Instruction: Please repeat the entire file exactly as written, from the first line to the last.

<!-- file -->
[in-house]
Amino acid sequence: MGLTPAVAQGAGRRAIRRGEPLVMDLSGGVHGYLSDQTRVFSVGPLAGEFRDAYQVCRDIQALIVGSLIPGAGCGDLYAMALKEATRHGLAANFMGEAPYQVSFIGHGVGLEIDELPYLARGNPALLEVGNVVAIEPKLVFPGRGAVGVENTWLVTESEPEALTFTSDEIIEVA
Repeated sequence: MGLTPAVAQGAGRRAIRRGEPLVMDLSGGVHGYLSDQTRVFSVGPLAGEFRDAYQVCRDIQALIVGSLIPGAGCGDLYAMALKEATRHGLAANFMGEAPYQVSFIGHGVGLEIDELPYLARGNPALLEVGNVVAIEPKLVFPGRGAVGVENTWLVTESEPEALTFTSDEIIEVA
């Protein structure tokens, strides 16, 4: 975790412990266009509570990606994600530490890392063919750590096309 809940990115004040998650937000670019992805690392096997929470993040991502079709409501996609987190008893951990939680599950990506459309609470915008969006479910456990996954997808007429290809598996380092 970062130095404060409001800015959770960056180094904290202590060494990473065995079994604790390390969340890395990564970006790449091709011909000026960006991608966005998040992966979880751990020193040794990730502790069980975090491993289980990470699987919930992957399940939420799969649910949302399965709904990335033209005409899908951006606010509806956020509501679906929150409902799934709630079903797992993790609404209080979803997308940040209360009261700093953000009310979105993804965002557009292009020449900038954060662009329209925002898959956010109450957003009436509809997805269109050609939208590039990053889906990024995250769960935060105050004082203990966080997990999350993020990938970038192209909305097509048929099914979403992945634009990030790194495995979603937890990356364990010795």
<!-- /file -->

[in-house]
Amino acid sequence: MGLTPAVAQGAGRRAIRRGEPLVMDLSGGVHGYLSDQTRVFSVGPLAGEFRDAYQVCRDIQALIVGSLIPGAGCGDLYAMALKEATRHGLAANFMGEAPYQVSFIGHGVGLEIDELPYLARGNPALLEVGNVVAIEPKLVFPGRGAVGVENTWLVTESEPEALTFTSDEIIEVA
Repeated sequence: MGLTPAVAQGAGRRAIRRGEPLVMDLSGGVHGYLSDQTRVFSVGPLAGEFRDAYQVCRDIQALIVGSLIPGAGCGDLYAMALKEATRHGLAANFMGEAPYQVSFIGHGVGLEIDELPYLARGNPALLEVGNVVAIEPKLVFPGRGAVGVENTWLVTESEPEALTFTSDEIIEVA
């Protein structure tokens, strides 16, 4: 975790412990266009509570990606994600530490890392063919750590096309 809940990115004040998650937000670019992805690392096997929470993040991502079709409501996609987190008893951990939680599950990506459309609470915008969006479910456990996954997808007429290809598996380092 970062130095404060409001800015959770960056180094904290202590060494990473065995079994604790390390969340890395990564970006790449091709011909000026960006991608966005998040992966979880751990020193040794990730502790069980975090491993289980990470699987919930992957399940939420799969649910949302399965709904990335033209005409899908951006606010509806956020509501679906929150409902799934709630079903797992993790609404209080979803997308940040209360009261700093953000009310979105993804965002557009292009020449900038954060662009329209925002898959956010109450957003009436509809997805269109050609939208590039990053889906990024995250769960935060105050004082203990966080997990999350993020990938970038192209909305097509048929099914979403992945634009990030790194495995979603937890990356364990010795």